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D. Q. Lamb, Department of Astronomy & Astrophysics, University of Chicago, Chicago, IL 60637, USA,
T. Q. Donaghy, Department of Astronomy & Astrophysics, University of Chicago, Chicago, IL 60637, USA,
C. Graziani, Department of Astronomy & Astrophysics, University of Chicago, Chicago, IL 60637, USA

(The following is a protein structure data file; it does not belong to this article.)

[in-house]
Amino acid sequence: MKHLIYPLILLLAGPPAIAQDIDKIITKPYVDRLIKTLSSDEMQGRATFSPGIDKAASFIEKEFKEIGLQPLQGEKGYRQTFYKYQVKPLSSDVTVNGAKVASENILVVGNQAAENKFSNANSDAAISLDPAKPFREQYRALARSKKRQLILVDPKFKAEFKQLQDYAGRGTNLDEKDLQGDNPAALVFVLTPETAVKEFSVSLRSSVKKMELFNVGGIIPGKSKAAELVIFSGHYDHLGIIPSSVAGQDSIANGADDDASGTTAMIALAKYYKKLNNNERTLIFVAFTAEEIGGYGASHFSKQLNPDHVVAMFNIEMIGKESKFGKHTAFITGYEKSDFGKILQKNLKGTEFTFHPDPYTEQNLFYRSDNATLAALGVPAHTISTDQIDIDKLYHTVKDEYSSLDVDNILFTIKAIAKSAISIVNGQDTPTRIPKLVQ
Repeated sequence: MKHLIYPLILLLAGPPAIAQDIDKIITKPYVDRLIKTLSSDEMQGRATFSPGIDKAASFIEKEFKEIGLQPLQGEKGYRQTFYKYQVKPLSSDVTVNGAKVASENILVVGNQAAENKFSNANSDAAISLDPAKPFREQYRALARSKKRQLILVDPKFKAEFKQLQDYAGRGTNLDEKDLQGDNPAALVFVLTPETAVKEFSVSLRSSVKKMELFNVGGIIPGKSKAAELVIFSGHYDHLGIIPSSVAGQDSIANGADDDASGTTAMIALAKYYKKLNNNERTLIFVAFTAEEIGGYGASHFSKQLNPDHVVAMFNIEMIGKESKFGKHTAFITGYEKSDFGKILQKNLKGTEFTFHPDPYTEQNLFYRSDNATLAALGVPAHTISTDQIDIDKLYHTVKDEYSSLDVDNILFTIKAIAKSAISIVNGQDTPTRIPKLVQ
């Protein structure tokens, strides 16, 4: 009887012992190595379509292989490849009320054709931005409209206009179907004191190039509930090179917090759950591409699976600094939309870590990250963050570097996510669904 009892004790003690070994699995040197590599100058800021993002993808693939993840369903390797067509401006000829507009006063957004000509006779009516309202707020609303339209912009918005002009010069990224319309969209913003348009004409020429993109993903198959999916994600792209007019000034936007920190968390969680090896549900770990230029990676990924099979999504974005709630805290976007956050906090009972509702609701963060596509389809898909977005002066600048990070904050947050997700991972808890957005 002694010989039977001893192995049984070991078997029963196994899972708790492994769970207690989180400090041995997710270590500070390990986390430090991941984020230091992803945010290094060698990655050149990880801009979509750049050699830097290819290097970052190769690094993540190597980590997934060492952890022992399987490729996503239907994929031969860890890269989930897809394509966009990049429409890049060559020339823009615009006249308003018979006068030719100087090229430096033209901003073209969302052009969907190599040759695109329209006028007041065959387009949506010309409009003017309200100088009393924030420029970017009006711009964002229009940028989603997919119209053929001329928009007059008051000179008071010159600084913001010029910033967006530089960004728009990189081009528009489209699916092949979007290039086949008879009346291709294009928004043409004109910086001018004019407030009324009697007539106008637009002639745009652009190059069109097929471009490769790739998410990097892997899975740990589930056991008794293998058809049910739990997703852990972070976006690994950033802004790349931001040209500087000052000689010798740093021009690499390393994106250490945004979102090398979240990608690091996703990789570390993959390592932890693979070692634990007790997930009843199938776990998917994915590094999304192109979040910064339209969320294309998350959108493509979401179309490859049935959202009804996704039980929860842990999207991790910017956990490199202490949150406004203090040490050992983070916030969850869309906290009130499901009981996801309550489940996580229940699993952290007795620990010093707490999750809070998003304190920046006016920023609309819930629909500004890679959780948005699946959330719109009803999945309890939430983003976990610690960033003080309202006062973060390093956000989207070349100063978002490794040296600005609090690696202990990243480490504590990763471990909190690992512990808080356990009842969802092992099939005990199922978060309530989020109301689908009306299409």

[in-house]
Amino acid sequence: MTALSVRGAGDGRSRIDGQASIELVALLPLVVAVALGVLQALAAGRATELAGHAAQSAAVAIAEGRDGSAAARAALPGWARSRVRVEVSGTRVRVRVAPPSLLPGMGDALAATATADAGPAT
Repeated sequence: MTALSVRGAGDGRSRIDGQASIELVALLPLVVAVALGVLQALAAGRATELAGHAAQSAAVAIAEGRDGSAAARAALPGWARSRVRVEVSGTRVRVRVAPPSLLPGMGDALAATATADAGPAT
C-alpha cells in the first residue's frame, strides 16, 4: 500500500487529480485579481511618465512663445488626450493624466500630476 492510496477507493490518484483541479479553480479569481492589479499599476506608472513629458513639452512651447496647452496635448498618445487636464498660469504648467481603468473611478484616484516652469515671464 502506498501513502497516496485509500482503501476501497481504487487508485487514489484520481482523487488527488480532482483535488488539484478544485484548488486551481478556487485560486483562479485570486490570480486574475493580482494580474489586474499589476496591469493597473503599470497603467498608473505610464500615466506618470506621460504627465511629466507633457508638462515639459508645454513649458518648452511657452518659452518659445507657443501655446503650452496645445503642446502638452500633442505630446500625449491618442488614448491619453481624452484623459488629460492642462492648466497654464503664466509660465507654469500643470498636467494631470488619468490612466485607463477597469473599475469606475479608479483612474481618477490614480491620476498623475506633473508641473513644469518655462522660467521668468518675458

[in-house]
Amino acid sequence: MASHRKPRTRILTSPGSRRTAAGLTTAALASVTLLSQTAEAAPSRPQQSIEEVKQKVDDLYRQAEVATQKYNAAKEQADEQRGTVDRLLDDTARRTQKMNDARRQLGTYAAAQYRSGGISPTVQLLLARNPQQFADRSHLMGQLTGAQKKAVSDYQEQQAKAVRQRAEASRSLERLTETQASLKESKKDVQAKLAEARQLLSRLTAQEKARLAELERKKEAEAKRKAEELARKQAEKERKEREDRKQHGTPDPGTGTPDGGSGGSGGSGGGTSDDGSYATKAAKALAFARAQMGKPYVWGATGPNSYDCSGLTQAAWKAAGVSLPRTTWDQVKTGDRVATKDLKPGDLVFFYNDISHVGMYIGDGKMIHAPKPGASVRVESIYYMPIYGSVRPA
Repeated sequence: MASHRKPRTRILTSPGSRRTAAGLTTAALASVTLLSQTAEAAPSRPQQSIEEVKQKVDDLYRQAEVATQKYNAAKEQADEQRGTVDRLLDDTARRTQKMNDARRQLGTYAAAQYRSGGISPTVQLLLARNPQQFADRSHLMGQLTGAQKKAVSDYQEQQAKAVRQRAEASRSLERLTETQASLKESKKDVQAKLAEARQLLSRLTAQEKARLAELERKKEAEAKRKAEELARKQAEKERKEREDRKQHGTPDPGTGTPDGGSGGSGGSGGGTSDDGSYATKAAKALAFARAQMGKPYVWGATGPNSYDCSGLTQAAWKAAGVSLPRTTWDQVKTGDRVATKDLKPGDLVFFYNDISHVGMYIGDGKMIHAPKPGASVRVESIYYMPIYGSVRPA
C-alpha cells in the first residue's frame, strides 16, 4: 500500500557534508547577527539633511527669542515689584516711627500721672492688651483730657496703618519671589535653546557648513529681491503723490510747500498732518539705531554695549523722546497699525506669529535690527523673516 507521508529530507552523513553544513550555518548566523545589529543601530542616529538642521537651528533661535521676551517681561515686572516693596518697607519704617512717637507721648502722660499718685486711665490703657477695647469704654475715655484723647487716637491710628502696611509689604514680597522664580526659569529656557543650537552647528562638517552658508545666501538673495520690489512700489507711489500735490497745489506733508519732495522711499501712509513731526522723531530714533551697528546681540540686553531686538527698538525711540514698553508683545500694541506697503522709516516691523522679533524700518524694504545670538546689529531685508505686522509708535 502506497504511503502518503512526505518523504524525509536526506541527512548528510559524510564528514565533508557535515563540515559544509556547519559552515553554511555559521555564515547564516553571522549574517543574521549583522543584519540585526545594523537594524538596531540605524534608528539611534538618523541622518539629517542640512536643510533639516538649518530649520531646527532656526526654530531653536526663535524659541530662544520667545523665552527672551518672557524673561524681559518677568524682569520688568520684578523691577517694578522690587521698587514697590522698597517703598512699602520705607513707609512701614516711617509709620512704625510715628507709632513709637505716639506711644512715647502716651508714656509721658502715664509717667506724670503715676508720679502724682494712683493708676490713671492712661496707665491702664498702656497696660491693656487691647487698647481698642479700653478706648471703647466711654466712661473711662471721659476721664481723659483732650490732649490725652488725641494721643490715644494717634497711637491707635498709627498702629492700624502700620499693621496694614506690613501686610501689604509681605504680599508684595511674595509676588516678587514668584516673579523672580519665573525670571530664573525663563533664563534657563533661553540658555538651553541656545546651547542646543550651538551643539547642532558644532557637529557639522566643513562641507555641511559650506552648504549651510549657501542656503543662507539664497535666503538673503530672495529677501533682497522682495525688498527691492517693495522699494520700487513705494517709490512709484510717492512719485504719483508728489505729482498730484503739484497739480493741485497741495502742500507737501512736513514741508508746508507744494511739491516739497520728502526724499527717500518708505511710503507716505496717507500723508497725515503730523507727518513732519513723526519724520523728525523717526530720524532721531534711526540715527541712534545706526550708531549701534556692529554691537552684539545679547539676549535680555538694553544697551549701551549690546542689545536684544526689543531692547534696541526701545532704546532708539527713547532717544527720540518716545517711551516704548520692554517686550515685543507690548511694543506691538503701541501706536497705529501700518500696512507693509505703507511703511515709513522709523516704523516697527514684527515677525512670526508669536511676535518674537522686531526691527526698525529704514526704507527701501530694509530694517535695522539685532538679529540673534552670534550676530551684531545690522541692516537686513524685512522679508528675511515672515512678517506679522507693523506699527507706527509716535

HETE-2 has confirmed the connection between GRBs and Type Ic supernovae. Thus we now know that the progenitors of long GRBs are massive stars. HETE-2 has also provided strong evidence that the properties of X-Ray Flashes (XRFs) and GRBs form a continuum, and therefore that these two types of bursts are the same phenomenon. We show that both the structured jet and the uniform jet models can explain the observed properties of GRBs reasonably well. However, if one tries to account for the properties of both XRFs and GRBs in a unified picture, the uniform jet model works reasonably well while the structured jet model fails utterly. The uniform jet model of XRFs and GRBs implies that most GRBs have very small jet opening angles (∼ half a degree). This suggests that magnetic fields play a crucial role in GRB jets. The model also implies that the energy radiated in gamma rays is ∼100 times smaller than has been thought. Most importantly, the model implies that there are ∼ 104–105 more bursts with very small jet opening angles for every such burst we see. Thus the rate of GRBs could be comparable to the rate of Type Ic core collapse supernovae. Accurate, rapid localizations of many XRFs, leading to identification of their X-ray and optical afterglows and the determination of their redshifts, will be required in order to confirm or rule out these profound implications.
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